That's my biggest gripe about the case but I should point out that not one still of any of the good character zombies made it to the artwork, and that the stills are of the much-maligned Munns background ghouls. Nice that they didn't quite understand what I wrote about undersupplied art departments in my Versions page. They had plenty of resources (myself included) for the stills that would have helped sell the disc, and they ultimately will not (mark my words) win any new fans' curiosities over this lousy job.
The credits from the Orion posters are replicated with the sole difference being Rudy Ricci's name changed to Rudolph J. Ricci, but that's no biggie. The Orion logo was kept, but not intact in the print they used...more on that later. Also no biggie, abut Rudy called himself Ricci Valentine when he co-wrote ROTLD. He was not exactly proud of spending time on it.

Booklet? Mine didn't come with no stinking booklet! Must have been way too expensive to produce two lousy pages (or a chapter stop card a la Anchor Bay).

A boring backdrop of the US poster art. That's it.

As I stated numerous times and to the disagreement with one fan only (who can now see I *was* right) ROTLD should have never been presented widescreen. Where else can one see Linnea's jiggling rear but in the full screen version (refer to the scene where she fondles actor Mark Venturini). I supplied full screen caps from the earlier transfers off the HBO Video and Hemdale Video on the Versions page near the bottom. So if you want to see how the top and bottom is indeed cut off and the letterbox in effect, set your DVD player up near the computer. By the way, not that I am a pervert or anything, but I thought that scene had the most going on to demonstrate loss of picture...and when I told Linnea about it, she was amused...

So the bottom line is there is no anamorphic widescreen transfer of ROTLD anywhere on Earth. Stick to the full screen (standard) version and remember the movie was lensed with a view towards TV format- regardless of what you hear or read anywhere else. Though I fought for both widescreen and fullscreen to be included on the disc, I partly did it to put this inane notion that it was meant to be widescreen to rest. Anyone who believes this to be what was seen in theaters is mistaken. I have a 35mm print of the movie and I can verify this. When you look at a frame, it has more top and bottom picture than the widescreen AND even a bit more than the standard. So the standard would be the true 'widescreen' and the open matte could be, well, your television. Besides, how many people actually have a rectangular TV anyway?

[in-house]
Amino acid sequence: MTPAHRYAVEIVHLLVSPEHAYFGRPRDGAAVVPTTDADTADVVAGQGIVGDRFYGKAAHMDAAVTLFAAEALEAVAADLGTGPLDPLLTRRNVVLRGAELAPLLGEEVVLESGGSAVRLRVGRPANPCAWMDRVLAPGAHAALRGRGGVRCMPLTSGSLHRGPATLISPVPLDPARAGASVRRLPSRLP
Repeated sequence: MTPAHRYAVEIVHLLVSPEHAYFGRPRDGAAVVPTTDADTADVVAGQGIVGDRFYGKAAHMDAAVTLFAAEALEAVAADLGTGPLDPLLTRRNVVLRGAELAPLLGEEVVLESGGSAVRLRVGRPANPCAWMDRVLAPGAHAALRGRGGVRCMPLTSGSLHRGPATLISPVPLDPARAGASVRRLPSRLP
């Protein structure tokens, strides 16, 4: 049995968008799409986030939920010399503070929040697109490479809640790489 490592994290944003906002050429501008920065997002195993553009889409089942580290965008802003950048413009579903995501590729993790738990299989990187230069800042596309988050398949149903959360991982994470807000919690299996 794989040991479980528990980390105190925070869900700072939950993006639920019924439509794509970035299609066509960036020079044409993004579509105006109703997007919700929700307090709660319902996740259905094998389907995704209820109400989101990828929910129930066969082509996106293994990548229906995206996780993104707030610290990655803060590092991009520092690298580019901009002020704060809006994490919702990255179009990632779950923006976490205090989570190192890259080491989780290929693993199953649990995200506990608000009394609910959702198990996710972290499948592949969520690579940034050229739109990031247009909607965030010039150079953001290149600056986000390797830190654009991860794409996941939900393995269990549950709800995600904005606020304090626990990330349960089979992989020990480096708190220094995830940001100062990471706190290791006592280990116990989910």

So ultimately the Hemdale source print was used.  I want to stress the original negative was not remastered. The print is sharp, but artifacts time to time (read: gets grainy in dark areas). There are some parts where it is as clear as probably possible. Can it look better? Hell yes. But that involves money and time and as I said before, MGM wanted to simply get the movie out. Some parts are inferior to the laserdisc - the lettering appears to be faded in this Hemdale version, but then like the UK Vestron/Tartan job, it looks washed out and cyan in certain areas (the mortuary scenes for instance in the embalming room). I urge anyone to note the richness of the laserdisc colors, and even the trailers/TV spots. Sidenote: The teaser (same commercial I ripped the audio from on this site a few years back) is referred to as a G-rated trailer. Both the trailers were shown before R-rated features.

The differences noted immediately:
- Opening bass notes seem lower than the home video versions of old.
- "Fur Elise" replaced by a different classical piece as per the UK version on Tartan Video.
- "Dead Beat Dance" intro cackle and opening drum fill used then the Straw Dogs "Young Fast Iranians" is spliced in. THEN even dumber, the last part of the Dead Beat Dance returns! This is the same as Hemdale Video release (1991).